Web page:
The Importance of Metrics for Your Business

Business metrics are critical measures of business activity that support the tried and true business belief that you can’t manage it if you can’t measure it.

Defining key metrics and closely monitoring them on a regular basis allows you to focus on what’s most important to your business and therefore increase efficiency, gain better insight about your business and your industry, and make decisions that are supported by actual data, not just intuition.

 

Establishing Metrics – 7 Steps

Step 1.  Define your goals. 
Where do you want to take your business?  How much do you want to grow?  What are your sales and profit margin objectives?

Step 2.  Define the metrics that will allow you to track your progress toward the specific goals you identified. 
If you want to grow your business by increasing new accounts, start tracking how many you have now and which ones are most profitable.  This will allow you to define characteristics of the types of customers you’ll want to target with your marketing.

Step 3.  Benchmark where your business currently stands with regard to each of the metrics you defined. 
This will give you a starting point from which to track improvements.   

Step 4.  Develop a monitoring system. 
You may need to add new processes for measurement.  For example, if your goal is to increase your web site traffic, you’ll probably want to include a site hit counter or create a way to measure how many people are visiting and in what pages they’re most interested.

Step 5.  Report and communicate. 
If you’re going to create business metrics, you need to have a specific plan in place for how often you’ll review them, as they will be useless unless you’re consistently monitoring your progress toward your goals and making appropriate adjustments.  Typically, a monthly review is an appropriate frequency, although some may need to be evaluated more often in order to determine if you’re on the right track with the plan you’ve put in place to meet the goal.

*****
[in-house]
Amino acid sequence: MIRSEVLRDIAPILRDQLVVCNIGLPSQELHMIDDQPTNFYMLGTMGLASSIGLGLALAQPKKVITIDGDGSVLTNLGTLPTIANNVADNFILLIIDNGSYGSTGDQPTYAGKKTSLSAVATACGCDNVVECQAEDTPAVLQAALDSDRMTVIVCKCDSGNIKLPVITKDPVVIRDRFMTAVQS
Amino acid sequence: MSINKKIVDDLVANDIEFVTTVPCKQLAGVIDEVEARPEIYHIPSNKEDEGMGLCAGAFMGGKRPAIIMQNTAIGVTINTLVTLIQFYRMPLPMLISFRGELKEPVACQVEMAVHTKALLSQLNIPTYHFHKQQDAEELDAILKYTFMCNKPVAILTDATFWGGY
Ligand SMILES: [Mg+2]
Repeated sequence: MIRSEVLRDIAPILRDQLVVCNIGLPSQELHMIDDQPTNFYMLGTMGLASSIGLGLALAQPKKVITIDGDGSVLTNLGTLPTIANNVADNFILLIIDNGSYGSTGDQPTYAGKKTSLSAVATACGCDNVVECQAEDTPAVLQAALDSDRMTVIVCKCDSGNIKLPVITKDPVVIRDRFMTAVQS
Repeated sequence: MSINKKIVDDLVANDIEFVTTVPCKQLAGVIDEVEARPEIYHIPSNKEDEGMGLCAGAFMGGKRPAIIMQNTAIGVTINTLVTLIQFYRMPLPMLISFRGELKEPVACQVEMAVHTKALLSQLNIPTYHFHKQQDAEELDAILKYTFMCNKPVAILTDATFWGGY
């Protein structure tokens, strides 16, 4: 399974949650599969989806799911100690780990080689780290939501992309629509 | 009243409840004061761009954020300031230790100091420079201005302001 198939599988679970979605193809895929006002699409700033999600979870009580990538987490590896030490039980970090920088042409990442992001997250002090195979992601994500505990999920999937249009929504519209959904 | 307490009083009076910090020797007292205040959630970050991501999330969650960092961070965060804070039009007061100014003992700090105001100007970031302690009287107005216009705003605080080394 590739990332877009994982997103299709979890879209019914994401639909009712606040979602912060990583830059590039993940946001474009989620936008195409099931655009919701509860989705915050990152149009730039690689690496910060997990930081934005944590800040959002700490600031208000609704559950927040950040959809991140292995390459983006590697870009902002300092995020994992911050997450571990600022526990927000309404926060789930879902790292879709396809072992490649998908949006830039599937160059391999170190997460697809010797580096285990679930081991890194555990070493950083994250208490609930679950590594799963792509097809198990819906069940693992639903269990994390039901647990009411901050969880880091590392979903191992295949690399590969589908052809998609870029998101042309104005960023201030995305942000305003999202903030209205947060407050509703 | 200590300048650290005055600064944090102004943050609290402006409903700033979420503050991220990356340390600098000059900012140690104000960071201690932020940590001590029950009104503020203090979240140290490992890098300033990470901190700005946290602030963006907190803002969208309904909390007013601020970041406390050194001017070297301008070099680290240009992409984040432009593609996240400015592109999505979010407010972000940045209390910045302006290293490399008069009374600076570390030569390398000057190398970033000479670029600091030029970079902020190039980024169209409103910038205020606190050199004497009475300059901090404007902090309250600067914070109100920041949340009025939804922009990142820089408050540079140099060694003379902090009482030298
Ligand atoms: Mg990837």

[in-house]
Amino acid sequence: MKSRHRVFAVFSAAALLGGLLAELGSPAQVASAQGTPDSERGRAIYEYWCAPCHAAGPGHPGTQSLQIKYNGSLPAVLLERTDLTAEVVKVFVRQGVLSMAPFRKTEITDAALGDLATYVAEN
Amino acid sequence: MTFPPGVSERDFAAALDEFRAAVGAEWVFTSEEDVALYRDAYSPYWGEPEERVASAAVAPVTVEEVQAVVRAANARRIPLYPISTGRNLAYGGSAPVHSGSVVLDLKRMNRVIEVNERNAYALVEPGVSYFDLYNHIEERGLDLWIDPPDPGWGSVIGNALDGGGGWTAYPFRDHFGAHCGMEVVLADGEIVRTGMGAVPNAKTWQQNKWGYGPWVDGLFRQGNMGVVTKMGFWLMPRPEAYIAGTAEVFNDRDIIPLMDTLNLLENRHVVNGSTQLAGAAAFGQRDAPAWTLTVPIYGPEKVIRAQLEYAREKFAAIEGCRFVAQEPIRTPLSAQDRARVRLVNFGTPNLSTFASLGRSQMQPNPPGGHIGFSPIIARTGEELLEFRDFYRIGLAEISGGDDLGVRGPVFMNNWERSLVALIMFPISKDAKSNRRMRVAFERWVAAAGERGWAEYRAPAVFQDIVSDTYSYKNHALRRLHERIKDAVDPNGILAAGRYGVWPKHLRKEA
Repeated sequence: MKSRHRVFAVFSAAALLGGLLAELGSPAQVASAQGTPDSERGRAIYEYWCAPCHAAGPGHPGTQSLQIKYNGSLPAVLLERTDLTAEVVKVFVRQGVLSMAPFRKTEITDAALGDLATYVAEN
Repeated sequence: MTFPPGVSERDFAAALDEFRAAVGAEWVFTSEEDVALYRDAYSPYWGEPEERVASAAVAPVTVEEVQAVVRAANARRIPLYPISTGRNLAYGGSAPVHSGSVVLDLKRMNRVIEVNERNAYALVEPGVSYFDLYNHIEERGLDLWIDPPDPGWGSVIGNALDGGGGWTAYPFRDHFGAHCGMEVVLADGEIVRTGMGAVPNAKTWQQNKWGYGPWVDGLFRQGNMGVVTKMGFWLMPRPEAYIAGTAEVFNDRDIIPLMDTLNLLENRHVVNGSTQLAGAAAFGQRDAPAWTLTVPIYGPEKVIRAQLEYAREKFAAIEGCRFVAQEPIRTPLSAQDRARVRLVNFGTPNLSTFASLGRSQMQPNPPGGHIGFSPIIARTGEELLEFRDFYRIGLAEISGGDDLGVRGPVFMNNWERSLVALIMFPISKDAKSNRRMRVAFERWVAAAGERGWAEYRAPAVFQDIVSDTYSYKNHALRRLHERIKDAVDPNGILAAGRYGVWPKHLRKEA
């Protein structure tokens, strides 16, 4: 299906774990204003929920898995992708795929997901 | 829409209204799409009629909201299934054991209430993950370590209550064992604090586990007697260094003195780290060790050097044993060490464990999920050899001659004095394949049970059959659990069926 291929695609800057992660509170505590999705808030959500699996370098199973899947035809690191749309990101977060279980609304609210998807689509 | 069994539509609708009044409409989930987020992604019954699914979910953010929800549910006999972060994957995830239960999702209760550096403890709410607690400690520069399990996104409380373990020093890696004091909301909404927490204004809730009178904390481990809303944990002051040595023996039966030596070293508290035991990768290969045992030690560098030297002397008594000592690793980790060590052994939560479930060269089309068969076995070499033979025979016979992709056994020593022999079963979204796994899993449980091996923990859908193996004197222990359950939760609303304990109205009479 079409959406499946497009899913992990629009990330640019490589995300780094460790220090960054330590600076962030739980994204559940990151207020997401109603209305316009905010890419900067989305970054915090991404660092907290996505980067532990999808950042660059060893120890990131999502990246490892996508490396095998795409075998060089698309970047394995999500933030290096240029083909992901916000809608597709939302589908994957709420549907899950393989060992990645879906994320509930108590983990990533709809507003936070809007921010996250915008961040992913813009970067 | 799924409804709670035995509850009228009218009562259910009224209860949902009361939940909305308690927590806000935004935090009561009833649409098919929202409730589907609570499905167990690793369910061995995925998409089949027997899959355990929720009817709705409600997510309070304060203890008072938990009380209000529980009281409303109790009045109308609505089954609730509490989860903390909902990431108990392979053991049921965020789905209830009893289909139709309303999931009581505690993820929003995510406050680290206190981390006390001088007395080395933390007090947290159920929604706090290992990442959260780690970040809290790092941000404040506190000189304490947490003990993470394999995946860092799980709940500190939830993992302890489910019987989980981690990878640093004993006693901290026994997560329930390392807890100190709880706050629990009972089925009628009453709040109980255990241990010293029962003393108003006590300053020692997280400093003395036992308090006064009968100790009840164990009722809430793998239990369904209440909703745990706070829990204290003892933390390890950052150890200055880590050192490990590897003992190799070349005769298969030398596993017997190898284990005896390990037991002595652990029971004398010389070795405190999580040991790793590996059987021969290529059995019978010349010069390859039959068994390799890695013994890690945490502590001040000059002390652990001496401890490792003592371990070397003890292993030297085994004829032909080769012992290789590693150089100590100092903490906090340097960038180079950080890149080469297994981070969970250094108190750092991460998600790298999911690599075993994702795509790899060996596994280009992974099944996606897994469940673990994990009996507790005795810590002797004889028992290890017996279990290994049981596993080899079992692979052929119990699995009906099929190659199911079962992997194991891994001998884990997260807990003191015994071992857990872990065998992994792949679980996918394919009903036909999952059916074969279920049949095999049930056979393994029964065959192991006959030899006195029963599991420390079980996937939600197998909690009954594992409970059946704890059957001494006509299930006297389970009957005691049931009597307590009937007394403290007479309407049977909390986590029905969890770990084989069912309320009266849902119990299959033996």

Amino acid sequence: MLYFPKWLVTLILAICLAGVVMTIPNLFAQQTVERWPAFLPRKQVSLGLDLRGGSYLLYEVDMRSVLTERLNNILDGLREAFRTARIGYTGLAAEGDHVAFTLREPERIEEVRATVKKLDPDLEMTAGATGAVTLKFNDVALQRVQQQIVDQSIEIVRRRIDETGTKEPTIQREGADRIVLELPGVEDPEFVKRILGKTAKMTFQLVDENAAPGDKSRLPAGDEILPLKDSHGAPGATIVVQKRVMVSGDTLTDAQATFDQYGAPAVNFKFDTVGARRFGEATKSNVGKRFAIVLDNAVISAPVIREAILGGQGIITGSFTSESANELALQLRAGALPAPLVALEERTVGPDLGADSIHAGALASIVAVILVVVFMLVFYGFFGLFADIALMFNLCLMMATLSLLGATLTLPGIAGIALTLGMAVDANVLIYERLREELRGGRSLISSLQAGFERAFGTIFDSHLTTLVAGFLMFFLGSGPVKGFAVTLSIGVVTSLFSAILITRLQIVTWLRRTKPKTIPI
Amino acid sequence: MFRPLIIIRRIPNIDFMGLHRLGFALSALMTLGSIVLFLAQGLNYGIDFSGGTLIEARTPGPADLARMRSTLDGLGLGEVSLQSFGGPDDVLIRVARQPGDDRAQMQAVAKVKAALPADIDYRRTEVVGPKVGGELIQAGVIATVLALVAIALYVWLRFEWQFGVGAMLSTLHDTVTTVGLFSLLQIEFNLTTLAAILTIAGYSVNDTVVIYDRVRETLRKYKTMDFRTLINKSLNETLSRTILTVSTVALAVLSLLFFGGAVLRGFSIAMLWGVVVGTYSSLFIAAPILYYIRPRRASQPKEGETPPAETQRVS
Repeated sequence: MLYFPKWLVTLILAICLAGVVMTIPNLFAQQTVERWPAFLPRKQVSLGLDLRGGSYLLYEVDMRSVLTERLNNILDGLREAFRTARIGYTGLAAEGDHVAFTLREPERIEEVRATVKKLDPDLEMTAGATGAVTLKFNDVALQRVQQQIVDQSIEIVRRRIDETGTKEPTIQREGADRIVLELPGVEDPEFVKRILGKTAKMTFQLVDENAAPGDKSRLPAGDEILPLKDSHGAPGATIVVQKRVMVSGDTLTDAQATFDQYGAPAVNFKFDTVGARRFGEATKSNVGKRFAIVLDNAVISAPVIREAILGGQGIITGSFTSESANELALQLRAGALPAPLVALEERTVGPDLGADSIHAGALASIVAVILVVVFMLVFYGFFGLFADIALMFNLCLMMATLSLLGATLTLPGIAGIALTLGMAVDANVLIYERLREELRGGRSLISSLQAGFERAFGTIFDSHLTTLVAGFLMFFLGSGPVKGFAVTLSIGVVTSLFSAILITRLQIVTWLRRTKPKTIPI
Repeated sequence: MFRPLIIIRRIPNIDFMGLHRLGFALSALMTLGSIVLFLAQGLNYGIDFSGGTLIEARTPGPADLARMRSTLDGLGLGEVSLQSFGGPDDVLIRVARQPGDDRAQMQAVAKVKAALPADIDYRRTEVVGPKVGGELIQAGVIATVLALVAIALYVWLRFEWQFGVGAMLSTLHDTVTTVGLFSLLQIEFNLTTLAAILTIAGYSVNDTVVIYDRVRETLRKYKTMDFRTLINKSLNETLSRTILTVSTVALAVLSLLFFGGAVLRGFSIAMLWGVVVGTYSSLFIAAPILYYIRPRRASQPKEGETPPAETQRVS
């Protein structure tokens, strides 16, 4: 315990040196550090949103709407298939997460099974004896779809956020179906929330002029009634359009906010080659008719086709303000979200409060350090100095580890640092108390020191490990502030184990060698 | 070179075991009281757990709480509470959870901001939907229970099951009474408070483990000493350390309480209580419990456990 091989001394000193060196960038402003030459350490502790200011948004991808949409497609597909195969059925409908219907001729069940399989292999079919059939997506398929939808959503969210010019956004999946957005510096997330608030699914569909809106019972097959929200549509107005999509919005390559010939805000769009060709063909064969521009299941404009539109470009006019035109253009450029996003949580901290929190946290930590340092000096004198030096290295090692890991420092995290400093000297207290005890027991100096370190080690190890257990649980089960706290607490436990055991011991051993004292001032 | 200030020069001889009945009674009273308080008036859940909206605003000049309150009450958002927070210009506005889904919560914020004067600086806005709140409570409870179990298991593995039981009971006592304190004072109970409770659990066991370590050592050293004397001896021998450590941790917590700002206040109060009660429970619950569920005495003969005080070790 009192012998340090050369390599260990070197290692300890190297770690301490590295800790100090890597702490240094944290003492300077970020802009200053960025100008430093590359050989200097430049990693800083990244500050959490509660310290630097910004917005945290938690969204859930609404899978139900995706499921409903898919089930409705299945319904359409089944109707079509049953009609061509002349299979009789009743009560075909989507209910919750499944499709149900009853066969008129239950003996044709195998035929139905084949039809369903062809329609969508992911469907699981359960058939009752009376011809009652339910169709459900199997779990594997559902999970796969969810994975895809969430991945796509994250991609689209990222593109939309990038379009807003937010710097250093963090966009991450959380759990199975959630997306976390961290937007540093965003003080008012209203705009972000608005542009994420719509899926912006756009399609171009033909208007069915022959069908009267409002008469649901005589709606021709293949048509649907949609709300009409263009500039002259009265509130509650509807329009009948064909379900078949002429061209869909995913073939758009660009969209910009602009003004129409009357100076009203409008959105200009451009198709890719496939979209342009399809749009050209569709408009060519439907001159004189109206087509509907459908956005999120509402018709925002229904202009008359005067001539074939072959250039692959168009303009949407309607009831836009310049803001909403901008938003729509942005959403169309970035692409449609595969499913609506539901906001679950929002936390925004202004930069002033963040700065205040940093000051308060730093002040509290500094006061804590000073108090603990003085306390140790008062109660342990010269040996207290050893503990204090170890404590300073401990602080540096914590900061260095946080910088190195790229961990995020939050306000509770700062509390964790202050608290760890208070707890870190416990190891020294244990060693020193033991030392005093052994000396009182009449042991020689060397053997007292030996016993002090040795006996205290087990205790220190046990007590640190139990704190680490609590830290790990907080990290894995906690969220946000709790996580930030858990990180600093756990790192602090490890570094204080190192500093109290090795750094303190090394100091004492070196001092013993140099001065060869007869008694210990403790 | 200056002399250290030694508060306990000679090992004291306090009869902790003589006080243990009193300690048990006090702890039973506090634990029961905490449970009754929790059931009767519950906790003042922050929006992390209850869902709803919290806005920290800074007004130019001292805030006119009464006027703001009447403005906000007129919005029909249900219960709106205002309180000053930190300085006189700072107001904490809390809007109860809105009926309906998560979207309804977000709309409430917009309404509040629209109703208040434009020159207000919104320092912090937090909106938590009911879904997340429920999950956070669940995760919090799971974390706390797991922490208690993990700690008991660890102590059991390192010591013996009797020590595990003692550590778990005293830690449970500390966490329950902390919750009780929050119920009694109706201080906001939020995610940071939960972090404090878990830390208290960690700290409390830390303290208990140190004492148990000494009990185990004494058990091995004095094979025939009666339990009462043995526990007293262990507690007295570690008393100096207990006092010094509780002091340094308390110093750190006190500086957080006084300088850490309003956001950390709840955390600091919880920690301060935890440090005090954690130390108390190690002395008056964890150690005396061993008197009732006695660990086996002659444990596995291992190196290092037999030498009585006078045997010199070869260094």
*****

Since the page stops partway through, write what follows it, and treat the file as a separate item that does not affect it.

Communication to employees and other key partners about where the company stands in meeting its objectives is also critical to keeping focused.  Steady, measurable advancement toward a goal is typically highly motivating for those involved in reaching it.  Keeping employees in the loop on progress also helps them make sound decisions that support the direction of the company and improve the metrics.

Step 6.  Review your metrics and make decisions and adjustments. 
Your metrics will allow you to clearly see which strategies are working for your business and which are not.  Make adjustments to plans or put new ones into place in order to improve your results. 

Step 7.  Reward successes.
When you achieve a goal, talk about it with your employees.  Recognize and reward anyone who helped with the accomplishment.

 

Key points to remember about business metrics:

  • Don’t have too many or it will get confusing, hard to focus, and potentially difficult to track.  Once you achieve some initial goals, you can always add more.
  • Measure and review all metrics on a regular and frequent basis.
  • Reevaluate frequently to ensure you should still be measuring what you’re measuring (but don’t just cross something off the list because you’re not achieving the goal you established!  Instead, reevaluate the plan you’ve put in place to achieve it; you may need to change your strategy.)

In general, it’s critical to not run your business like you manage your checkbook.  Meaning, don’t just spend the money because it’s sitting there.  You need to have a plan and budget.  Metrics allow you to make well-informed, strategic decisions about where to allocate funds.